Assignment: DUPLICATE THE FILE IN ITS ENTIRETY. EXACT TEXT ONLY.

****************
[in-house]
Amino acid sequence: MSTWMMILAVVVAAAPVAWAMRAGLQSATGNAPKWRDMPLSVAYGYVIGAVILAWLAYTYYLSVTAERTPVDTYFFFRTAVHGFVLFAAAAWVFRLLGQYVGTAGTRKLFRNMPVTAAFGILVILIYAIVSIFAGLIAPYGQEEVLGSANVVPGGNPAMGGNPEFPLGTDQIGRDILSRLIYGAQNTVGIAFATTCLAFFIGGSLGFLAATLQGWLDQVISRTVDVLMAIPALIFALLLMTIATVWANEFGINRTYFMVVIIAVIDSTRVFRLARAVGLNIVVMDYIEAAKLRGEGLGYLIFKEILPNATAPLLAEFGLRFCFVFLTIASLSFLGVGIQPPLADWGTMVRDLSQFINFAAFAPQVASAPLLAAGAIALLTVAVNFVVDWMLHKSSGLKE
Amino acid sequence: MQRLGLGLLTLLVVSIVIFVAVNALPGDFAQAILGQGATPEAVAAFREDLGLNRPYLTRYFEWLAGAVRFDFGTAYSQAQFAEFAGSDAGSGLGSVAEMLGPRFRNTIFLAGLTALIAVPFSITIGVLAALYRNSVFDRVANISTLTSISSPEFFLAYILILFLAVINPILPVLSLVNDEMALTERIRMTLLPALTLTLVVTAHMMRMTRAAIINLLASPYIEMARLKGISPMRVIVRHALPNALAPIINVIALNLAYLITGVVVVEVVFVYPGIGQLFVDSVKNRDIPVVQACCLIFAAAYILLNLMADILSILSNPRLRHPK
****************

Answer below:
[in-house]
Amino acid sequence: MSTWMMILAVVVAAAPVAWAMRAGLQSATGNAPKWRDMPLSVAYGYVIGAVILAWLAYTYYLSVTAERTPVDTYFFFRTAVHGFVLFAAAAWVFRLLGQYVGTAGTRKLFRNMPVTAAFGILVILIYAIVSIFAGLIAPYGQEEVLGSANVVPGGNPAMGGNPEFPLGTDQIGRDILSRLIYGAQNTVGIAFATTCLAFFIGGSLGFLAATLQGWLDQVISRTVDVLMAIPALIFALLLMTIATVWANEFGINRTYFMVVIIAVIDSTRVFRLARAVGLNIVVMDYIEAAKLRGEGLGYLIFKEILPNATAPLLAEFGLRFCFVFLTIASLSFLGVGIQPPLADWGTMVRDLSQFINFAAFAPQVASAPLLAAGAIALLTVAVNFVVDWMLHKSSGLKE
Amino acid sequence: MQRLGLGLLTLLVVSIVIFVAVNALPGDFAQAILGQGATPEAVAAFREDLGLNRPYLTRYFEWLAGAVRFDFGTAYSQAQFAEFAGSDAGSGLGSVAEMLGPRFRNTIFLAGLTALIAVPFSITIGVLAALYRNSVFDRVANISTLTSISSPEFFLAYILILFLAVINPILPVLSLVNDEMALTERIRMTLLPALTLTLVVTAHMMRMTRAAIINLLASPYIEMARLKGISPMRVIVRHALPNALAPIINVIALNLAYLITGVVVVEVVFVYPGIGQLFVDSVKNRDIPVVQACCLIFAAAYILLNLMADILSILSNPRLRHPK